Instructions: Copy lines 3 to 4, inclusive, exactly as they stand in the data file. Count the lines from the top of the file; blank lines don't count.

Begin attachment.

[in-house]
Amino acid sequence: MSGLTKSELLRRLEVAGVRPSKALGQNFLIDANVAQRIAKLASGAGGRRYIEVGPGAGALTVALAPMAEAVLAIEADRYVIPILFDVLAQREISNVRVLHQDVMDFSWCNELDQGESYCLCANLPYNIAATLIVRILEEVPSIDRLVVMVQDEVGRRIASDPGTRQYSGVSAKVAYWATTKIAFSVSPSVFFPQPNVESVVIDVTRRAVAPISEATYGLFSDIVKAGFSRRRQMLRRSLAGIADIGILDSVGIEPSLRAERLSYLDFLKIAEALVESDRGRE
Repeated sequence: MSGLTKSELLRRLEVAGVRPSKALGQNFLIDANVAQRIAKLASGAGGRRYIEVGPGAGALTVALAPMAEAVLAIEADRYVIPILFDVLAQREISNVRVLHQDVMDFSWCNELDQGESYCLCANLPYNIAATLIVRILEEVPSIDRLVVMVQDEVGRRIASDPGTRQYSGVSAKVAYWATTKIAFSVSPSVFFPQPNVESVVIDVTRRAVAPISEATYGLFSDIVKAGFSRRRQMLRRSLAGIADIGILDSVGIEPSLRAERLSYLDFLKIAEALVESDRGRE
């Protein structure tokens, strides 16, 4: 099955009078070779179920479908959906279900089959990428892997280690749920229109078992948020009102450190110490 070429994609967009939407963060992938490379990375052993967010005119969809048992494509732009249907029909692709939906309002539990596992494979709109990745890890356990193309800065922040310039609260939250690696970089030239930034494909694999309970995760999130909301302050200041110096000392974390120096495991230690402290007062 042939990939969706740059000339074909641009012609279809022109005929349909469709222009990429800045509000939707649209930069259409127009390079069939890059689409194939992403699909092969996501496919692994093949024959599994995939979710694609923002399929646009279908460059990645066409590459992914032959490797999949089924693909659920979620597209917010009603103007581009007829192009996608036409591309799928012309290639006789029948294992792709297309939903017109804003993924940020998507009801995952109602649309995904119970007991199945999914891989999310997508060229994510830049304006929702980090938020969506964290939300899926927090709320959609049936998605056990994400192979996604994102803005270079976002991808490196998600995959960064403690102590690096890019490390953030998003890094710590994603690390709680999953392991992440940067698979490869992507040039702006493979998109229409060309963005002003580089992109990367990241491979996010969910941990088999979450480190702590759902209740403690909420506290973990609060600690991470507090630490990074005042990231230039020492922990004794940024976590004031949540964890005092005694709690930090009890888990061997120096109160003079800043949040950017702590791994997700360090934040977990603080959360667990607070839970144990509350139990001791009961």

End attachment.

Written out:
Repeated sequence: MSGLTKSELLRRLEVAGVRPSKALGQNFLIDANVAQRIAKLASGAGGRRYIEVGPGAGALTVALAPMAEAVLAIEADRYVIPILFDVLAQREISNVRVLHQDVMDFSWCNELDQGESYCLCANLPYNIAATLIVRILEEVPSIDRLVVMVQDEVGRRIASDPGTRQYSGVSAKVAYWATTKIAFSVSPSVFFPQPNVESVVIDVTRRAVAPISEATYGLFSDIVKAGFSRRRQMLRRSLAGIADIGILDSVGIEPSLRAERLSYLDFLKIAEALVESDRGRE
């Protein structure tokens, strides 16, 4: 099955009078070779179920479908959906279900089959990428892997280690749920229109078992948020009102450190110490 070429994609967009939407963060992938490379990375052993967010005119969809048992494509732009249907029909692709939906309002539990596992494979709109990745890890356990193309800065922040310039609260939250690696970089030239930034494909694999309970995760999130909301302050200041110096000392974390120096495991230690402290007062 042939990939969706740059000339074909641009012609279809022109005929349909469709222009990429800045509000939707649209930069259409127009390079069939890059689409194939992403699909092969996501496919692994093949024959599994995939979710694609923002399929646009279908460059990645066409590459992914032959490797999949089924693909659920979620597209917010009603103007581009007829192009996608036409591309799928012309290639006789029948294992792709297309939903017109804003993924940020998507009801995952109602649309995904119970007991199945999914891989999310997508060229994510830049304006929702980090938020969506964290939300899926927090709320959609049936998605056990994400192979996604994102803005270079976002991808490196998600995959960064403690102590690096890019490390953030998003890094710590994603690390709680999953392991992440940067698979490869992507040039702006493979998109229409060309963005002003580089992109990367990241491979996010969910941990088999979450480190702590759902209740403690909420506290973990609060600690991470507090630490990074005042990231230039020492922990004794940024976590004031949540964890005092005694709690930090009890888990061997120096109160003079800043949040950017702590791994997700360090934040977990603080959360667990607070839970144990509350139990001791009961």